Water Leaders Program Gives Big-Picture View of California, Informative Tours and Invaluable Contacts
The Dec. 5 deadline to apply for the 2018 Class is fast approaching
Fun, friendship, invaluable contacts, exposure to different viewpoints, informative tours, core knowledge and a big-picture view of California water. These are some of the things past Water Leaders say they have gained from our yearlong program for early or mid-career professionals.
Alums include Newsha Ajami, director of Urban Water Policy at Stanford University’s Water in the West; Jessica Pearson, executive officer of the Delta Stewardship Council; Martha Guzman Aceves, a member of the California Public Utilities Commission and Chris Scheuring, managing counsel for national resources at the California Farm Bureau Federation.
You can read about their experiences with the program here.
Now entering in its 22nd year, the Water Leaders program gets you out of the office and into the field – whether it’s on one of our water tours to the Delta or the lower Colorado River, or meeting with your assigned mentor.
Mentors play an important role in the program as they conduct a shadow day with class members and help to shape ideas for the class project on a key water topic. The project is turned into a report with policy recommendations that is presented to the Water Education Foundation’s Board of Directors toward the end of the year.
Mentors are tops in their field whether they are water managers, farmers, scientists, lawyers, environmentalists or policymakers.
In the last few years, mentors have included two former California natural resources secretaries, Lester Snow and Mike Chrisman. Other mentors included Felicia Marcus, chair of the State Water Resources Control Board, Cannon Michael, president of Bowles Farming, Jeff Kightlinger, general manager of Metropolitan Water District, Kate Poole, senior attorney with the Natural Resources Defense Council and members of the California Water Commission, including Joe Del Bosque, Dave Orth, Joe Byrne and Armando Quintero.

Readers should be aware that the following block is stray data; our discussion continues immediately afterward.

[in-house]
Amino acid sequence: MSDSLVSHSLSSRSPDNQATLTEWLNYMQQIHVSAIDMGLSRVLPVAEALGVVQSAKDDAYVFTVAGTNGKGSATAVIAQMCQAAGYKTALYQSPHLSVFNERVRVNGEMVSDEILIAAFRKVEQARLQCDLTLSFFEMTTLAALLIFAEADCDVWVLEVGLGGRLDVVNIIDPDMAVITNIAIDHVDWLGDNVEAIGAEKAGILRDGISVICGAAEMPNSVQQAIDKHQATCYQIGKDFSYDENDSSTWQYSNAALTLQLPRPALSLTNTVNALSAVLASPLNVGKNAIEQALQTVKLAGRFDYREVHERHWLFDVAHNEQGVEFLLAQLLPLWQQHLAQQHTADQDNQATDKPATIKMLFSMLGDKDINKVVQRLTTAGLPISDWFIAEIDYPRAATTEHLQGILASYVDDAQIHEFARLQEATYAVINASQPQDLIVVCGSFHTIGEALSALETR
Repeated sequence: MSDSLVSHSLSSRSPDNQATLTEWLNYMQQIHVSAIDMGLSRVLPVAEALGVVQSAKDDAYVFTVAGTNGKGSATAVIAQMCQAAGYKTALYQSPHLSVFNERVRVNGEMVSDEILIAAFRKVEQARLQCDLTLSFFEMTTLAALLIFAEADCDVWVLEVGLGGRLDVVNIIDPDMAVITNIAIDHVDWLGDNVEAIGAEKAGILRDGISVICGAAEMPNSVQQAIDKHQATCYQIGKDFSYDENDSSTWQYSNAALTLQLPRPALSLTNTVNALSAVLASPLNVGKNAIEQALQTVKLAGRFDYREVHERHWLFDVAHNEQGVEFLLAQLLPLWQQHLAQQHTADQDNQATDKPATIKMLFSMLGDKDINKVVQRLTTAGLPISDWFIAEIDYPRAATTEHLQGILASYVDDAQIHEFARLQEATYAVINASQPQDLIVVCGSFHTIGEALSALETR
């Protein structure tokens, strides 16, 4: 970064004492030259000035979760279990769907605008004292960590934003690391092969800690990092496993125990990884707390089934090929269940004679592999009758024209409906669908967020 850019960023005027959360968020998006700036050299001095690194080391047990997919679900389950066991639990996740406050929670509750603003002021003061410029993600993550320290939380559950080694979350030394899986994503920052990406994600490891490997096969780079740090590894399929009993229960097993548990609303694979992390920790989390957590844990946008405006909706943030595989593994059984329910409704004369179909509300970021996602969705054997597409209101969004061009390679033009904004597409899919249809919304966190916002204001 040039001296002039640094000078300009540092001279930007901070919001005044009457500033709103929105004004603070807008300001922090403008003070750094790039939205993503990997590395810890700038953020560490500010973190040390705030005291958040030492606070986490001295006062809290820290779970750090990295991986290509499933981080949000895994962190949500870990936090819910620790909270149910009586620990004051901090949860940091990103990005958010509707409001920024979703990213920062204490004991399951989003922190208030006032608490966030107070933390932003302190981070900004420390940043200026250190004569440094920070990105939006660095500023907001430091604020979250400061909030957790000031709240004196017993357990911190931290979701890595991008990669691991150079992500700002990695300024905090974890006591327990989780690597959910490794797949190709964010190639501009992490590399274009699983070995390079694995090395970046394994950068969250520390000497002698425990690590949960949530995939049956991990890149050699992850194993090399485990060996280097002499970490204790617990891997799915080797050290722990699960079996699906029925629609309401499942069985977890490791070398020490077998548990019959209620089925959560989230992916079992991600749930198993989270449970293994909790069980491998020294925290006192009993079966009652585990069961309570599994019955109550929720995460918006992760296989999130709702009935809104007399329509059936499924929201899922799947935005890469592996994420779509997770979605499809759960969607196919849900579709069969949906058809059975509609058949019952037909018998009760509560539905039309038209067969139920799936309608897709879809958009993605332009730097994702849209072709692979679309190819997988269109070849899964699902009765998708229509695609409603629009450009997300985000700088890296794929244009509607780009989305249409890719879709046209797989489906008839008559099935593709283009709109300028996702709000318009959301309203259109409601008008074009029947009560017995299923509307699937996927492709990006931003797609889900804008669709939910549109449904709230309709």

Another key component of the program is our popular water tours to see issues up close.
Our tours give a firsthand look at the water facilities, rivers and regions critical in the debate about the future of water resources. Issues of water supply, water quality, environmental restoration, flood management, groundwater and water conservation are addressed by a wide range of speakers representing different viewpoints.
During our tours, we visit key infrastructure such as dams and reservoirs, including Hoover Dam and Shasta Dam. We talk to farmers by their crops and wildlife managers at refuges. We’ve taste-tested freshly desalted ocean water and watched efforts to restore salmon runs.
Send any questions about the class or applications to Kasey Chong, the Foundation’s executive assistant.